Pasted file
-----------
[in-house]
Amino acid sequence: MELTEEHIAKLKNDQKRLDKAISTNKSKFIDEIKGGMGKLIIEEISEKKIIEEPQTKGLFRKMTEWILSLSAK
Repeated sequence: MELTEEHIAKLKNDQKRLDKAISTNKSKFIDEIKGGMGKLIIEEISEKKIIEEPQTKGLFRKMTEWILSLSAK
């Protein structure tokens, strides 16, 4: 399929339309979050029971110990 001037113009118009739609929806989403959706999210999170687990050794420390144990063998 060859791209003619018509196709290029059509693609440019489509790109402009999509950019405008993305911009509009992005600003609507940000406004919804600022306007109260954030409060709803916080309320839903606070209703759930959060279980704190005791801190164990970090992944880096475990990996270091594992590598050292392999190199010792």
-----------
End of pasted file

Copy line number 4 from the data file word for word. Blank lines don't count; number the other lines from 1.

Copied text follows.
């Protein structure tokens, strides 16, 4: 399929339309979050029971110990 001037113009118009739609929806989403959706999210999170687990050794420390144990063998 060859791209003619018509196709290029059509693609440019489509790109402009999509950019405008993305911009509009992005600003609507940000406004919804600022306007109260954030409060709803916080309320839903606070209703759930959060279980704190005791801190164990970090992944880096475990990996270091594992590598050292392999190199010792």